When I decided to study abroad in Normandy, my first thought was naturally of World War II and the D-Day landings. Most American students are taught about Omaha Beach, the turning point of the war, and the expert command of General Eisenhower from their earliest history classes. The place that defined the war for many and the memorial that now stands there represent an incredible moment in history, and a reminder of how lucky and grateful we are to be here.
I made two trips to the American memorial while living in France. First, as part of a larger day trip that also included tours of Bayeux and the surrounding area with my university. The second time, I went with my father as part of a tour from the Mémorial de Caen. While it isn’t necessarily a fun travel experience, walking through the cemetery and memorial was the most moving travel moment I’ve ever had, and I would absolutely recommend it.
On the school trip , we started in Bayeux because it was the first city to be liberated following the landings. The town is medieval city with a gorgeous old church and a quintessentially French ambiance, but the real draw is the Museum of the Bayeux Tapestry.
The tapestry is a depiction of the battle of Hastings and the events leading to the battle, where William the Conqueror won the right to rule England. William was from Normandy, so marks of his reign litter the area. The Chateau de Caen was his castle, and both he and his wife are buried in Caen (at least the parts of him that haven’t gone missing, long story).
The tapestry is huge, and is completely rolled out along the walls of the museum. Given the more serious nature of this post from our usual fare, it feels moderately inappropriate to post a close up of embroidered horse penis, but these are the pictures I took of the tapestry, and I am committed to sharing my authentic experience.
After lunching in Bayeux, we headed out for a tour of Arromanches, the German lines, and the Beaches themselves. Arromanches has a gorgeous town with an overlook where you can see many of the beaches involved in the landing. Walking in and around the German bunkers and artillery and looking out on to the beaches made me realize just how impossible the task presented to the Allies was.To come in by air and sea against an opponent with massive tanks and the high ground must have been a daunting proposition to all those involved. It was even more incredible when we were told that the beaches are currently much shorter than they were during the invasion, meaning the German soldiers had even more land to work with than we were seeing.
While remnants of the battle are still on the sand and in the water, most of the area has returned to its prewar status as a public beach. The contrast of war relics against sunbathers seemed jarring at first, especially given the mindset the tour had put me in, but the invasion happened to help restore France and the lives of its citizens. It seemed fitting that the return to everyday life include the return to sunbathing, and equally fitting that reminders of what happened hadn’t been removed.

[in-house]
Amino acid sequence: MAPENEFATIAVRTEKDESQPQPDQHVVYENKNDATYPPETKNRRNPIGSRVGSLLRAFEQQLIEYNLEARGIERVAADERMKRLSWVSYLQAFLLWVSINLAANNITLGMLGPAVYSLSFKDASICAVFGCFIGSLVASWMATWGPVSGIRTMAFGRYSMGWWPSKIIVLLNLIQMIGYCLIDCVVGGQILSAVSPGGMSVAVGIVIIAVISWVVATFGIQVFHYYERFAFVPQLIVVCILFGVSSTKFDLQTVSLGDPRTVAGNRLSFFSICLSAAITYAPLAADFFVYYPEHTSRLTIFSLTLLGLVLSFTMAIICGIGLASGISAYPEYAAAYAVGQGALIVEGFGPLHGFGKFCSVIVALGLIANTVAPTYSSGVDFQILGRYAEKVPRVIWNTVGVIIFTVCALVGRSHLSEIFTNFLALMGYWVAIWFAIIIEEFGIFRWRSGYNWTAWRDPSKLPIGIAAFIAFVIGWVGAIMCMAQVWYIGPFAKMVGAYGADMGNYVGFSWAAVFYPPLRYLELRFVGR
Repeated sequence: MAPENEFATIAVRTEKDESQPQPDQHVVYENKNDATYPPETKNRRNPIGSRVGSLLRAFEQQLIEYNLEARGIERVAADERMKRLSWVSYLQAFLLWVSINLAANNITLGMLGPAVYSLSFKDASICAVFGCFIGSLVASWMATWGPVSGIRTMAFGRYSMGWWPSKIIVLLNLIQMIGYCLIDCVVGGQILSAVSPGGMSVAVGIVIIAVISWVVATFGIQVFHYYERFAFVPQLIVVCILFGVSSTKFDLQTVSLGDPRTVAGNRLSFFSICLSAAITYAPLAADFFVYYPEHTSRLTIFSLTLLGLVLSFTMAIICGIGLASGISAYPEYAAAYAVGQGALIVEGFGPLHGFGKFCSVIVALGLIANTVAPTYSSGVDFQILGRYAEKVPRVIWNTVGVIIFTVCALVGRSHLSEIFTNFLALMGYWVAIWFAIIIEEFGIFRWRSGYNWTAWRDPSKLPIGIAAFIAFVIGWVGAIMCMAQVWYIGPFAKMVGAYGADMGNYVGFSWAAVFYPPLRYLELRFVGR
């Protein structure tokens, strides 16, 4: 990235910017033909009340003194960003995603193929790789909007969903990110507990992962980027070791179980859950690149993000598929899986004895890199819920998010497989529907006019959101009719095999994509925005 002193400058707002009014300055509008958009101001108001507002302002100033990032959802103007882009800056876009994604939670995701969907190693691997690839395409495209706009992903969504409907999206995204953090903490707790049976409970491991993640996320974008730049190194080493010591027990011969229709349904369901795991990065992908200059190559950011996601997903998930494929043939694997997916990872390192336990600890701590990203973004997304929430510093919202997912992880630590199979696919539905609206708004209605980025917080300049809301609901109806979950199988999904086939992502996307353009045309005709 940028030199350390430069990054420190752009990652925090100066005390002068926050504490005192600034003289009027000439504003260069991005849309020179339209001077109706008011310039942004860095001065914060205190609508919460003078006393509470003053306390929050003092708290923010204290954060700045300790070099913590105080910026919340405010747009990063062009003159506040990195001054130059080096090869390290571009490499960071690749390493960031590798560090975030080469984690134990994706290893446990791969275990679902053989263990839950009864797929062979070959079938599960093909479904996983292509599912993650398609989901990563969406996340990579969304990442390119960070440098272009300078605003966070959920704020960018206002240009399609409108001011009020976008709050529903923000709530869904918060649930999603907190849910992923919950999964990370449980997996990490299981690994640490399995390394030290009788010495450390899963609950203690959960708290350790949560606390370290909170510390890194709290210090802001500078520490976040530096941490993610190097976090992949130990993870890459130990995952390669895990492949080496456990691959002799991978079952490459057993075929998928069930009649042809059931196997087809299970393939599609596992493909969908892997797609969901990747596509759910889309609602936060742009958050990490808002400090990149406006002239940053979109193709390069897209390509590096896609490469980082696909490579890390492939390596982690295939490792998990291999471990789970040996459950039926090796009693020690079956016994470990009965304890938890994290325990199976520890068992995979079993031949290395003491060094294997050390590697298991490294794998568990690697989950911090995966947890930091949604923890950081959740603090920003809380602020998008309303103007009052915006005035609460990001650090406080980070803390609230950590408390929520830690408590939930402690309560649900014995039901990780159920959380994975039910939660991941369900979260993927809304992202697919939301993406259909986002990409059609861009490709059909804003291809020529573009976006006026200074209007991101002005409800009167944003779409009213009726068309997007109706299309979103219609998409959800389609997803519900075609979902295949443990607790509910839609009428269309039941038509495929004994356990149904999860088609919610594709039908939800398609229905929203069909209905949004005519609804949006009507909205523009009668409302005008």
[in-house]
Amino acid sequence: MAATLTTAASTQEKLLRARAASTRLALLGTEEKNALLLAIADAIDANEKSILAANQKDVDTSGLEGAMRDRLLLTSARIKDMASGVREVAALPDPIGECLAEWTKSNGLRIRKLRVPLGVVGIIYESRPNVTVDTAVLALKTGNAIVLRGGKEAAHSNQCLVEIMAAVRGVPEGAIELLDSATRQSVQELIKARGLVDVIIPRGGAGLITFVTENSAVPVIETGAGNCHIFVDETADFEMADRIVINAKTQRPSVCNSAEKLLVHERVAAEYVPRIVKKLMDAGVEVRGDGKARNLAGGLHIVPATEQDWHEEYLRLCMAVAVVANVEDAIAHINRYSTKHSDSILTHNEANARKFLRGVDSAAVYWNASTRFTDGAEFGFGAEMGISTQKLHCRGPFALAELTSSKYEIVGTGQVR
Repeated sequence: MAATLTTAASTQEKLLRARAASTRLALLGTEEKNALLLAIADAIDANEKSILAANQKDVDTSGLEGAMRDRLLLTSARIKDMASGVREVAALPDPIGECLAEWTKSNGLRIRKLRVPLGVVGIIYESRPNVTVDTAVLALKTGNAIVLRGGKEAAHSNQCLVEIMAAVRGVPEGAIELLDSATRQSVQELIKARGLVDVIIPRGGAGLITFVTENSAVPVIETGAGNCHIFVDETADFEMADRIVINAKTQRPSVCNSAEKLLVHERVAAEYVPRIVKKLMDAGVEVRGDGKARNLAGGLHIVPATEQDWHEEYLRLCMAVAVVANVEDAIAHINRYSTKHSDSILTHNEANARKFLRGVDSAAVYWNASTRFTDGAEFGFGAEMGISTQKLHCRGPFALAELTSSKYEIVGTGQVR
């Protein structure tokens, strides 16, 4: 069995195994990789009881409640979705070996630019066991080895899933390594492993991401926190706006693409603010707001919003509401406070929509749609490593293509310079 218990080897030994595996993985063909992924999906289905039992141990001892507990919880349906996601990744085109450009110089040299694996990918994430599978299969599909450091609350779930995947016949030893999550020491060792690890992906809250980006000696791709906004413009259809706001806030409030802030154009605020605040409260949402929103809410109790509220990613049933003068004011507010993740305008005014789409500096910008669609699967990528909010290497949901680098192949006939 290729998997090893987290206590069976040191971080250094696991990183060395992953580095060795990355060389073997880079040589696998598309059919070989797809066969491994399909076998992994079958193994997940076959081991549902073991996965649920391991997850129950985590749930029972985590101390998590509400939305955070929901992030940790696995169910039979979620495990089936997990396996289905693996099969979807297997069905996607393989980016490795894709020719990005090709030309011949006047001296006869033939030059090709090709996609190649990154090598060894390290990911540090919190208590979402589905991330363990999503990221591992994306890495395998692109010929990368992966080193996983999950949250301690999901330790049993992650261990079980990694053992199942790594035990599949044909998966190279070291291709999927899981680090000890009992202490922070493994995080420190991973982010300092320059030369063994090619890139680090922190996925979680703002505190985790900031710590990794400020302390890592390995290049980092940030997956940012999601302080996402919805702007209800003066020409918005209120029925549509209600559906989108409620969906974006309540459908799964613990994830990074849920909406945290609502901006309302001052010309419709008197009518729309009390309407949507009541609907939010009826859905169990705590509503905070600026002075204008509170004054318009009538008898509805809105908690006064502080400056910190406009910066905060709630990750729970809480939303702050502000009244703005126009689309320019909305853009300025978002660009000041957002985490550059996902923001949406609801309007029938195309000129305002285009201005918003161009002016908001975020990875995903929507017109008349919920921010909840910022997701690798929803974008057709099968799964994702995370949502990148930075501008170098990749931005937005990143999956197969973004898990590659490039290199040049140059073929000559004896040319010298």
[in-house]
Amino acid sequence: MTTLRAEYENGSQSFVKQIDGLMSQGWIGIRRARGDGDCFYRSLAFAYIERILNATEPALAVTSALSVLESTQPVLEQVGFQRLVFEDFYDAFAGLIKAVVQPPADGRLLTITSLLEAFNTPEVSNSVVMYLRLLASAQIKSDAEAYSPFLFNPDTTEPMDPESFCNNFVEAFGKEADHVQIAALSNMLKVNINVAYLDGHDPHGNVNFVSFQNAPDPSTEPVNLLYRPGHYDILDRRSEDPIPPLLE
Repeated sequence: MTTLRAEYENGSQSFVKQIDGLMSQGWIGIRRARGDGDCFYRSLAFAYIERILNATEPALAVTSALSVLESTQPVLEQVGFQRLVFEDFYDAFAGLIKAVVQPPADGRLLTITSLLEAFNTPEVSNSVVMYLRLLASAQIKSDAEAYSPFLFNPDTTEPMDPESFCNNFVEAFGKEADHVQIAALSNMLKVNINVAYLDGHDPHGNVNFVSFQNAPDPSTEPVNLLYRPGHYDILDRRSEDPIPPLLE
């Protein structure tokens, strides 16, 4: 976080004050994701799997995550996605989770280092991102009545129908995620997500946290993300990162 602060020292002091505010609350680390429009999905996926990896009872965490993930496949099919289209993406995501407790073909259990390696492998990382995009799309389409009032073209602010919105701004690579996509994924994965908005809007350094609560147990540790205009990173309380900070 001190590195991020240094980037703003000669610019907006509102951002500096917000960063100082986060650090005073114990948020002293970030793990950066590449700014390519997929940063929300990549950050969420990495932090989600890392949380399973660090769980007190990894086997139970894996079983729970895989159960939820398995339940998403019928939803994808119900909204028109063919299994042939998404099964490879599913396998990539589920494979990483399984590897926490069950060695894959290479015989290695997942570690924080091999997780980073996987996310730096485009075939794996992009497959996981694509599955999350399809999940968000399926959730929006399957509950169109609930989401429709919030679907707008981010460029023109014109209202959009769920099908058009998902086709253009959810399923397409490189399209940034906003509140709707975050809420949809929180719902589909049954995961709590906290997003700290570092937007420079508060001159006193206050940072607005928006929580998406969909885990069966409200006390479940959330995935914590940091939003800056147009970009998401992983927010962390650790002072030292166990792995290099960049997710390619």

Following the exploration of the area, we headed to the American cemetery. After the war, the French government gave the land for the cemetery and memorial to the US government, so we all had to cross a border into US territory. As many of my fellow students weren’t from the US, we were separated to go through security separately. Using my passport to step onto US soil from France was a bizarre experience I hadn’t been expecting.
When I went with my father, we started at Caen’s museum dedicated to World War II and the D-Day invasions. While public monuments are excellent reminders of people who have come before, some of the most thought-provoking things are often remnants of everyday life. Mementos carried by soldiers, uniforms, and furniture from those fighting or impacted reinforces the knowledge that these were real people fighting real battles, and that their ordinary lives were entirely disrupted by Hitler and the Axis powers.
The museum runs shuttle tours directly to the cemetery, so my father and I joined a small cohort of (mostly American) tourists. Many of the sites we went to were similar in sentiment, but allowed me different angles and perspectives. Like my first trip, we then proceeded to cross into US territory.
Walking through the museum and cemetery is an impossible experience to describe. Reading a small fraction of the names of the thousands who died, making note of the Stars of David on some of the headstones, and looking out over the sheer expanse of graves made something that had previously been a blurb in a textbook seem so visceral.
Walking through with my father, who has an interest in military history and a father who served in Germany after the war, was an especially moving experience. We spent hours talking about the sacrifices made by an entire generation and the vast suffering experienced on the European continent, especially for Jewish people. Sometimes, experiencing places of historical significance is simply put, really cool and interesting, but the American Cemetery is a place where history becomes a very tangible and thought-provoking thing. It made me incredibly grateful for my amazing life filled with new experiences and very little suffering.
It is a place where you’re forced to confront one of the most depraved and horrible events in human history, while seeing proof that there is also so much goodness, strength, and compassion for fellow man in this world.